Using Obsolete and Weakened eNcryption (DROWN), decrypting RSA is a cross-protocol attack that exploits a vulnerability in the SSLv2 protocol version. Specifically, it is a version of the Bleichenbacher RSA padding oracle attack.
DROWN can also be used against modern servers that use the SSLv3 or TLS encryption protocol but still support the obsolete protocol if both protocols use the same public key. The vulnerability is also present along the same lines if the same public key certificate is used on another SSLv2 server.
If a DROWN attack is successful, it may lead to sensitive communications and data, such as emails, instant messages, personal authentication details, and financial data like credit card numbers being read and stolen.
DROWN Attack Security Assessment
CVSS Vector: AV:N/AC:H/PR:N/UI:N/S:U/C:H/I:N/A:N
SSL DROWN Vulnerability Information
The DROWN attack was officially announced by a group of security researchers in March 2016 and was assigned CVE-2016-0800. The full technical description of the attack is available in the DROWN: Breaking TLS using SSLv2 paper.
DROWN uses several different tactics to achieve its goal. On the one hand, it is a cross-protocol attack which means that part of its strategy is to make use of differences in protocols to exploit a particular vulnerability present in the SSLv2 protocol.
It is also a Bleichenbacher padding oracle attack (i.e., a ciphertext attack). Once the attacker has exploited the cross-protocol vulnerability, they send thousands of modified handshake messages to the server and monitor its responses. Due to the nature of the server’s responses when using an RSA key exchange under SSLv2, the attacker can slowly begin to gather pieces of the server’s session key, eventually revealing them entirely. As a result, all servers are at risk, including websites and mail servers.
There are two main types of DROWN attack – a general DROWN attack and a special DROWN attack.
The general DROWN makes use of the RSA encryption of the master secret in SSLv2, whereas the special DROWN makes use of an OpenSSL vulnerability in its implementation of SSLv2. As a result, the latter attack is significantly easier, cheaper, and faster to execute.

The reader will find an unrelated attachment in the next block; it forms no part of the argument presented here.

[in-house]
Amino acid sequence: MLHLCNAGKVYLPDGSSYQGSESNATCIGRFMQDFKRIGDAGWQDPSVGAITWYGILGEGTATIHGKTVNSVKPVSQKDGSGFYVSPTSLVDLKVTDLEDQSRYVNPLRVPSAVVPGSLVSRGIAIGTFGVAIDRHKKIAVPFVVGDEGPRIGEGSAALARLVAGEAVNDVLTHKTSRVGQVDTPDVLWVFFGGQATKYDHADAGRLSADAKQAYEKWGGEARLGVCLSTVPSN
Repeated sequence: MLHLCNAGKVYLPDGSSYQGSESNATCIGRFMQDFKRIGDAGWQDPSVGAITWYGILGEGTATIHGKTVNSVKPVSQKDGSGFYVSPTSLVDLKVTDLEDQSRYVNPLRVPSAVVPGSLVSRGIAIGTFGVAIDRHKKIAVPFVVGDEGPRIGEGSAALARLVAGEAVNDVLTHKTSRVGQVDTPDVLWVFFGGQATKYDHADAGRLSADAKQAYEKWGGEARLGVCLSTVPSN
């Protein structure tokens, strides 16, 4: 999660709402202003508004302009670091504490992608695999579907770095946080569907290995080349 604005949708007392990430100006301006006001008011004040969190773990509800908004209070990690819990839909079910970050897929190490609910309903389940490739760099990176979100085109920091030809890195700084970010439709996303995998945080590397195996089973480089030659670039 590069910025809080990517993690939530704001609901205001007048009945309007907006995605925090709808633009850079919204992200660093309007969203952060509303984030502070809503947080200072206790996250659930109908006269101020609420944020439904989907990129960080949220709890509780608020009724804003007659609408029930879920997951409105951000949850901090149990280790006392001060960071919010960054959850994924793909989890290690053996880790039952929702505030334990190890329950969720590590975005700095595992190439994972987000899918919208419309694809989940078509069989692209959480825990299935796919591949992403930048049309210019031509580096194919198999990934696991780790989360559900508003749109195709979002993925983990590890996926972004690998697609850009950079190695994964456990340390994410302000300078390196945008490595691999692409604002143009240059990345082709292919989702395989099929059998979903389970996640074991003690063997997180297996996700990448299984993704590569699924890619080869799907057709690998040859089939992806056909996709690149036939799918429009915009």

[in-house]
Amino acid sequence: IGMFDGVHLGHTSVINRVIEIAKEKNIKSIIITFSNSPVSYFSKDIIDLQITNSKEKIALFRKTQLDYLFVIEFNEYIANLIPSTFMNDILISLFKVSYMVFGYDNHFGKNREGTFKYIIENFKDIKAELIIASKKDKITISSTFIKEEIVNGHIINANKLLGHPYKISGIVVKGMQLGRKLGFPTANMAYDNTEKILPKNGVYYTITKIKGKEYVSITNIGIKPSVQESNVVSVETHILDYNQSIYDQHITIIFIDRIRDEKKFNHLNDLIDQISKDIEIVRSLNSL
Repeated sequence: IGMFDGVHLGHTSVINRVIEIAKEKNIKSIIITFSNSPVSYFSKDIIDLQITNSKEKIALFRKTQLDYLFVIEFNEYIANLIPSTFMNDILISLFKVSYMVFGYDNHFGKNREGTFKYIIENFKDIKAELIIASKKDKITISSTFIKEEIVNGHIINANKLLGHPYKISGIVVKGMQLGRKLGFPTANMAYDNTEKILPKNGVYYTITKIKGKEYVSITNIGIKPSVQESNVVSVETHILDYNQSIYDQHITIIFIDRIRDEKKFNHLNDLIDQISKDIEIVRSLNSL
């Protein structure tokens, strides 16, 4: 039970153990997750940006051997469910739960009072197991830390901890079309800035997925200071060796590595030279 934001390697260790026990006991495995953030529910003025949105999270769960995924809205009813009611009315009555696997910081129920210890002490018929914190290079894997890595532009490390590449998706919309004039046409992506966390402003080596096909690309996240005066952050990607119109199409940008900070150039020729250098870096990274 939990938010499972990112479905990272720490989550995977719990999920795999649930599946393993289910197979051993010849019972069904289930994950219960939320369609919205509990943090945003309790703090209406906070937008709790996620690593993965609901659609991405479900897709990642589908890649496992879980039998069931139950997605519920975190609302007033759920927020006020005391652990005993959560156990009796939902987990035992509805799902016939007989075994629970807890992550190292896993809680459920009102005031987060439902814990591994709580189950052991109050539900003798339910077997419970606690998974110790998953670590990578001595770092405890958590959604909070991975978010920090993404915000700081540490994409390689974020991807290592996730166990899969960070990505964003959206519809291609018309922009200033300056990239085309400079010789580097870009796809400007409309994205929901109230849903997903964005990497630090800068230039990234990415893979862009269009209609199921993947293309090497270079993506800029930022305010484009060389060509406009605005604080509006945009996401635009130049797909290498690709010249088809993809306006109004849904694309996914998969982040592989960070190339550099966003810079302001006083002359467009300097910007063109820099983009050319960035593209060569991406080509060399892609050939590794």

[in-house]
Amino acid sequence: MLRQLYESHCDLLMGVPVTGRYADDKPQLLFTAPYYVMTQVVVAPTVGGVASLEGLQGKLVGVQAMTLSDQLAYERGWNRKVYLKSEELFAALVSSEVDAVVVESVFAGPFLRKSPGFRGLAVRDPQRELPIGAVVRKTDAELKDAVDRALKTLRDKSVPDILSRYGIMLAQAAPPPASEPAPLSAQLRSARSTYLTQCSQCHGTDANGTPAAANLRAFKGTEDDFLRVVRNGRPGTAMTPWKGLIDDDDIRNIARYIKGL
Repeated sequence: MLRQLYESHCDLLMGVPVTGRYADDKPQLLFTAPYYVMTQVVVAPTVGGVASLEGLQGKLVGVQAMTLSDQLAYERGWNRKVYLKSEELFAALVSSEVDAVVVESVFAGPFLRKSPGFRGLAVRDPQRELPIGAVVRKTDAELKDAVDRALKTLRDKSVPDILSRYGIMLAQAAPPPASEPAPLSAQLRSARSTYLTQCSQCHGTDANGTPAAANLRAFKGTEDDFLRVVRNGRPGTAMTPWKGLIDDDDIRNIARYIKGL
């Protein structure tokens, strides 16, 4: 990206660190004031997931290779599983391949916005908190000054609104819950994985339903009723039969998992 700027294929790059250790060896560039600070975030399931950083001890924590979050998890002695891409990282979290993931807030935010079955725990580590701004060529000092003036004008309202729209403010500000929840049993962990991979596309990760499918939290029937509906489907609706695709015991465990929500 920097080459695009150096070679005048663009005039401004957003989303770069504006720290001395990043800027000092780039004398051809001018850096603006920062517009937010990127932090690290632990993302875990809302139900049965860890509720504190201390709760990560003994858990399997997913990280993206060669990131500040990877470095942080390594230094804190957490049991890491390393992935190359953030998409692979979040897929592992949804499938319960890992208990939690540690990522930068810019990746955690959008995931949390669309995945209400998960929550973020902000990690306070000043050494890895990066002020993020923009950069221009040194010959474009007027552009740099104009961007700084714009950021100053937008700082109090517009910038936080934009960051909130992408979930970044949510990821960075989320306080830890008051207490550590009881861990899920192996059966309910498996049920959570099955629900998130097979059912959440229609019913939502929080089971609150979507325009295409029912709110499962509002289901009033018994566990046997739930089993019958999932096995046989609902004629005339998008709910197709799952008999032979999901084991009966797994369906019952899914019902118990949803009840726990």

How does the DROWN attack work?
The DROWN attack goes through several stages. First, the attacker must observe and record sessions between the server and the client that use any version of SSL or TLS. For DROWN to work, these sessions must also use RSA cipher suites. Eventually, one of these recorded sessions will be decrypted.
The researchers who announced the DROWN vulnerability estimated that about 1,000 such sessions are sufficient for the subsequent description of the session key. These sessions can either be intercepted over time, or attackers may be able to trick users into following a link that creates such connections in the background without the user’s knowledge.
At the second stage of the attack, the attacker has captured the usual client/server handshake. They then create multiple connections to the server using the cross-protocol vulnerability. They establish SSLv2 connections to the server, and since the server allows these connections, it is open to exposure.
These connections are modified handshake messages that target the RSA ciphertext – because unpadded RSA, as used in SSLv2, can be changed. The attacker monitors the server’s responses which gradually provide hints about whether they are guessing the 40-bit encryption key correctly or not, and brute forces their way in through trial and error.
Ultimately, after about 40,000 such attempts, the master secret is revealed by the attacker in the general DROWN vulnerability scenario. This can be executed successfully in less than 8 hours.
For the particular DROWN scenario, about 17,000 connections and roughly 260 recorded sessions are required, and it can be executed in less than a minute. Given how fast the special DROWN attack can be performed, it also opens the door to man-in-the-middle attacks (MITM), allowing the attacker to impersonate standard and modern servers. A quarter of all HTTPS servers are vulnerable to this attack. If this is achieved, even perfect forward secrecy (PFS) cannot help prevent DROWN since a MITM situation allows attackers to interrupt PFS connections.
Once the master secret is revealed, the attacker obtains the session key, and they can use it to decrypt the previously recorded sessions. This reveals sensitive data such as authentication credentials and, more, exposing clients.
Learn how to detect and prevent different kinds of SSL/TLS vulnerabilities.
How to prevent the DROWN vulnerability?
To prevent the possibility of being exposed to a DROWN attack, server operators must make sure that their server does not support the use of SSLv2 cipher suites. They must also ensure that the server’s private keys are not used anywhere else, such as in web servers, email servers such as SMTP, IMAP, or POP servers, etc., and server software that support SSLv2 connections.
To learn more about preventing DROWN and other similar security vulnerabilities, refer to the guide on securing TLS configuration.